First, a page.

Planting Spicey Mints in Your Garden
?Planting Spicy Mints in Your Garden. By Sue Langley
The ‘Lamiaceae’ family of hardy plants
The rich, spiciness of these plants makes them useful in cooking, and nearly half the spices in your kitchen come from this one family, including basil, rosemary, lavender, marjoram, germander, thyme, savory, plus culinary sage and of course mint, peppermint, and spearmint. It’s the Lamiaceae or Mint family!
Plants with whatWildflowers and Weedssays are “square stalks with opposite leaves, and usually aromatic” include Coleus, Agastache, known as hyssop or hummingbird mint, Monarda or Bee Balm, Ajuga, Catmint and Lavender.
Lamium, Perovskia or Russian sage, Phlomis,…Jeruselem sage, Lamb’s Ear or stachys are more varieties that grow excellently in the foothills.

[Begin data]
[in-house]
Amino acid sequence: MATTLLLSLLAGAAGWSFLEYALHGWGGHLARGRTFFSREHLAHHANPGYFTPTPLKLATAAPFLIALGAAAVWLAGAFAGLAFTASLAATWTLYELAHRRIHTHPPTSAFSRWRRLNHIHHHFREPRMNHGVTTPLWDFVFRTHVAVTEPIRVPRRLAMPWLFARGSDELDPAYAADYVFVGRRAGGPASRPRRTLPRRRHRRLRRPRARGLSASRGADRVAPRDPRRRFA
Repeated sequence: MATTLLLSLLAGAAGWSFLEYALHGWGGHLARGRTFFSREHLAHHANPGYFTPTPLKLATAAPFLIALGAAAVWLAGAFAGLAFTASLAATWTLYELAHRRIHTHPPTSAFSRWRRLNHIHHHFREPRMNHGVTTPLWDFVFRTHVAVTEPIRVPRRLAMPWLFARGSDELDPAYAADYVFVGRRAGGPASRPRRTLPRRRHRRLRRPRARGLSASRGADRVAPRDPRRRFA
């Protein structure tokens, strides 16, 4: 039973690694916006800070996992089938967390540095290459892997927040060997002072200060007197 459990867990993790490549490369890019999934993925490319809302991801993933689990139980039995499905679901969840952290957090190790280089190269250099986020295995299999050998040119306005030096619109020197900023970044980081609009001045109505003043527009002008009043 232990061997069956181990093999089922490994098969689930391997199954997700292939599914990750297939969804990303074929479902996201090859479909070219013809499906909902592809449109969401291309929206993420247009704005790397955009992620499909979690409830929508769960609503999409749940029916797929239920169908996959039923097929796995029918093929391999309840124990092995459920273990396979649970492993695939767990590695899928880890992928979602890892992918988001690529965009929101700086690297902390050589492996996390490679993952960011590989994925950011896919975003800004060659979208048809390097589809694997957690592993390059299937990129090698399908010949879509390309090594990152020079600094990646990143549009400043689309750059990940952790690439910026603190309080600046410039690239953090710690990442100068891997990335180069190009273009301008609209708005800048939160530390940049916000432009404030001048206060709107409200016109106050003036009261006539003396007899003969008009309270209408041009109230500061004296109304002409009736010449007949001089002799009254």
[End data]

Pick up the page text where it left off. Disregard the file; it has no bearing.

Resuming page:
You can make tea from these CA natives, California Wild Mint,Mentha arvensis,Hummingbird Sage,Salvia spathaceaand Fragrant Pitchersage,Lepechinia fragrans,just wash and tear a few small leaves into a non metal cup or bowl and pour very hot water on them to steep to taste.
One of the best things about these plants are that the deer leave them alone. With the exception of coleus, which the deer munch like salad, herb smelling plants are by passed by deer.
Designing with minty herbs in the garden
Thyme is used to edge every planting bed in my garden. Low growing and handy to the kitchen it doesn’t mind being stepped on a bit. The silver thyme is an especially beautiful variety. Also, one called ‘Foxley,’ is an attractive variegated form. Thecreepingor wooly thyme covers these rock steps, below.